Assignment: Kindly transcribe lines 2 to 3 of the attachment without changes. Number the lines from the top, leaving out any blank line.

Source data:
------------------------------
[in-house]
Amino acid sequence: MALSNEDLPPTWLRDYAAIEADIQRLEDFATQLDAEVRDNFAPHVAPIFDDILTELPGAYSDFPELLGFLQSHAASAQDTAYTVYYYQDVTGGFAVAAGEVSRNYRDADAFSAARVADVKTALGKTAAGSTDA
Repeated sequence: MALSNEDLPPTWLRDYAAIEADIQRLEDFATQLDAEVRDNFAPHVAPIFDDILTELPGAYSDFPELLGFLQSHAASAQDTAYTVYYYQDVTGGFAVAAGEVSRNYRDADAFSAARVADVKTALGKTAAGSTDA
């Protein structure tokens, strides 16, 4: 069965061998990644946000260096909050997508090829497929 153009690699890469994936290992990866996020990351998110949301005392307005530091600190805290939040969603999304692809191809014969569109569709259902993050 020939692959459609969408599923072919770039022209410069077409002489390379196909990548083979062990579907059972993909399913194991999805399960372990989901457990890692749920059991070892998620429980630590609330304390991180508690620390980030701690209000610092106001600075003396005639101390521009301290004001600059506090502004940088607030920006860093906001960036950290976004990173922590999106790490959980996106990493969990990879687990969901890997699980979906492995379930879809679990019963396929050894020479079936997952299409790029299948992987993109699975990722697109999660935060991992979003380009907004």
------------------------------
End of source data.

Amino acid sequence: MALSNEDLPPTWLRDYAAIEADIQRLEDFATQLDAEVRDNFAPHVAPIFDDILTELPGAYSDFPELLGFLQSHAASAQDTAYTVYYYQDVTGGFAVAAGEVSRNYRDADAFSAARVADVKTALGKTAAGSTDA
Repeated sequence: MALSNEDLPPTWLRDYAAIEADIQRLEDFATQLDAEVRDNFAPHVAPIFDDILTELPGAYSDFPELLGFLQSHAASAQDTAYTVYYYQDVTGGFAVAAGEVSRNYRDADAFSAARVADVKTALGKTAAGSTDA